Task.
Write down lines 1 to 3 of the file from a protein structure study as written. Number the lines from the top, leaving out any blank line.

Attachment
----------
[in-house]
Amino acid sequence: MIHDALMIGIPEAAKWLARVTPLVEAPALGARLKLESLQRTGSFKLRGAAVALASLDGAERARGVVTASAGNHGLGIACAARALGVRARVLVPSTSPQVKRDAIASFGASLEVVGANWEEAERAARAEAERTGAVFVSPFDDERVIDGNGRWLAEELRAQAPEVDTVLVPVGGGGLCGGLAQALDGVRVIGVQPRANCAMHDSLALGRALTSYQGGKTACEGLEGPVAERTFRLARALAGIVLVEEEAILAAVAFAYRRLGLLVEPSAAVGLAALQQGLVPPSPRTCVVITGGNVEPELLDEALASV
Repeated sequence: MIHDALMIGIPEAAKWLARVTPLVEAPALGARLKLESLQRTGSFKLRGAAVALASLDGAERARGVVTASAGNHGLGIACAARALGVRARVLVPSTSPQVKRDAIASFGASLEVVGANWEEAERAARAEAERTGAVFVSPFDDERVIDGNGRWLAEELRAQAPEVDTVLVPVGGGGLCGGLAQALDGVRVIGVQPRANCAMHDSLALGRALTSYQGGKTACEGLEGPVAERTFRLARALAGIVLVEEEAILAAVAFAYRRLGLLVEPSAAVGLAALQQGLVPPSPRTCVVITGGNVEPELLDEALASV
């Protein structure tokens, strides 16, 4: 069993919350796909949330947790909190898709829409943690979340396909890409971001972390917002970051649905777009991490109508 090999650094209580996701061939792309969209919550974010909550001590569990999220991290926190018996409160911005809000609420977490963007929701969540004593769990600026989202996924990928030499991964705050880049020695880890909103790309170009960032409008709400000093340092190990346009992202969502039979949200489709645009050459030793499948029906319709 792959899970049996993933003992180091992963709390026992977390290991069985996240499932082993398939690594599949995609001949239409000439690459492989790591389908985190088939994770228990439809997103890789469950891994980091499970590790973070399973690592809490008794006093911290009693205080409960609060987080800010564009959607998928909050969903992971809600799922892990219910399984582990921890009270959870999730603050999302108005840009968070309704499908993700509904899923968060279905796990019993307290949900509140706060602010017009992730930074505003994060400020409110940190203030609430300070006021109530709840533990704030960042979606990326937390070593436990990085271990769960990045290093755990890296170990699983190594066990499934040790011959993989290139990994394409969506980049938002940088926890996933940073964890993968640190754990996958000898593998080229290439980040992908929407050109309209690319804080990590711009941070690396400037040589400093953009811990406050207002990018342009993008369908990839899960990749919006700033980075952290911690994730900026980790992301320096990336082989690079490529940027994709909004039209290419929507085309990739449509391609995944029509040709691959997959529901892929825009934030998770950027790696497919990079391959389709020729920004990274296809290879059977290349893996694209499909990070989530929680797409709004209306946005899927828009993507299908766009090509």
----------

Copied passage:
[in-house]
Amino acid sequence: MIHDALMIGIPEAAKWLARVTPLVEAPALGARLKLESLQRTGSFKLRGAAVALASLDGAERARGVVTASAGNHGLGIACAARALGVRARVLVPSTSPQVKRDAIASFGASLEVVGANWEEAERAARAEAERTGAVFVSPFDDERVIDGNGRWLAEELRAQAPEVDTVLVPVGGGGLCGGLAQALDGVRVIGVQPRANCAMHDSLALGRALTSYQGGKTACEGLEGPVAERTFRLARALAGIVLVEEEAILAAVAFAYRRLGLLVEPSAAVGLAALQQGLVPPSPRTCVVITGGNVEPELLDEALASV
Repeated sequence: MIHDALMIGIPEAAKWLARVTPLVEAPALGARLKLESLQRTGSFKLRGAAVALASLDGAERARGVVTASAGNHGLGIACAARALGVRARVLVPSTSPQVKRDAIASFGASLEVVGANWEEAERAARAEAERTGAVFVSPFDDERVIDGNGRWLAEELRAQAPEVDTVLVPVGGGGLCGGLAQALDGVRVIGVQPRANCAMHDSLALGRALTSYQGGKTACEGLEGPVAERTFRLARALAGIVLVEEEAILAAVAFAYRRLGLLVEPSAAVGLAALQQGLVPPSPRTCVVITGGNVEPELLDEALASV